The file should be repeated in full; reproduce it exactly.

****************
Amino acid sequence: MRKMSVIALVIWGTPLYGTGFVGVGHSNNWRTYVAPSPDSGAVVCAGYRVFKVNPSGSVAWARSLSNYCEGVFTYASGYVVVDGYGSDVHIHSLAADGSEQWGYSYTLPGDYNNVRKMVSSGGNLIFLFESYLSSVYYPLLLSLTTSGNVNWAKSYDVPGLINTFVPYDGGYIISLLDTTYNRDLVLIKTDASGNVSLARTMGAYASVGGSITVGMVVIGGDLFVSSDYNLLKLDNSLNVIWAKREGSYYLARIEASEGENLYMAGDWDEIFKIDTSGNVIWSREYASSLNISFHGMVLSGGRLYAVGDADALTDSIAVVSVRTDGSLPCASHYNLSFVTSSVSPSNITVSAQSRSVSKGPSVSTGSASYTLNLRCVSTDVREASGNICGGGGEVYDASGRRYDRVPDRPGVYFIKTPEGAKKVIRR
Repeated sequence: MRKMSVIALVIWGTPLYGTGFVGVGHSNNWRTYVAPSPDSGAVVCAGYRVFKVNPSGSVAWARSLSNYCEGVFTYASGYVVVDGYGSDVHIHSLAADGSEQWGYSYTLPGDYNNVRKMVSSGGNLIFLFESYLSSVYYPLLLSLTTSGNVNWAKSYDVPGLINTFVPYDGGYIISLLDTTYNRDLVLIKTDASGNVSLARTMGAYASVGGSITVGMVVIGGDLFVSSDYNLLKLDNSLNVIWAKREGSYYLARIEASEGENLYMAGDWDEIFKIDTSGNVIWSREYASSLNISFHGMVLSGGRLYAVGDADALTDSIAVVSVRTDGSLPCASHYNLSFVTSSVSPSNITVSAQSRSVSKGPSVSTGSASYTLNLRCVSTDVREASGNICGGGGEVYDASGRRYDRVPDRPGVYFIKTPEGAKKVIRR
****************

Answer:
Amino acid sequence: MRKMSVIALVIWGTPLYGTGFVGVGHSNNWRTYVAPSPDSGAVVCAGYRVFKVNPSGSVAWARSLSNYCEGVFTYASGYVVVDGYGSDVHIHSLAADGSEQWGYSYTLPGDYNNVRKMVSSGGNLIFLFESYLSSVYYPLLLSLTTSGNVNWAKSYDVPGLINTFVPYDGGYIISLLDTTYNRDLVLIKTDASGNVSLARTMGAYASVGGSITVGMVVIGGDLFVSSDYNLLKLDNSLNVIWAKREGSYYLARIEASEGENLYMAGDWDEIFKIDTSGNVIWSREYASSLNISFHGMVLSGGRLYAVGDADALTDSIAVVSVRTDGSLPCASHYNLSFVTSSVSPSNITVSAQSRSVSKGPSVSTGSASYTLNLRCVSTDVREASGNICGGGGEVYDASGRRYDRVPDRPGVYFIKTPEGAKKVIRR
Repeated sequence: MRKMSVIALVIWGTPLYGTGFVGVGHSNNWRTYVAPSPDSGAVVCAGYRVFKVNPSGSVAWARSLSNYCEGVFTYASGYVVVDGYGSDVHIHSLAADGSEQWGYSYTLPGDYNNVRKMVSSGGNLIFLFESYLSSVYYPLLLSLTTSGNVNWAKSYDVPGLINTFVPYDGGYIISLLDTTYNRDLVLIKTDASGNVSLARTMGAYASVGGSITVGMVVIGGDLFVSSDYNLLKLDNSLNVIWAKREGSYYLARIEASEGENLYMAGDWDEIFKIDTSGNVIWSREYASSLNISFHGMVLSGGRLYAVGDADALTDSIAVVSVRTDGSLPCASHYNLSFVTSSVSPSNITVSAQSRSVSKGPSVSTGSASYTLNLRCVSTDVREASGNICGGGGEVYDASGRRYDRVPDRPGVYFIKTPEGAKKVIRR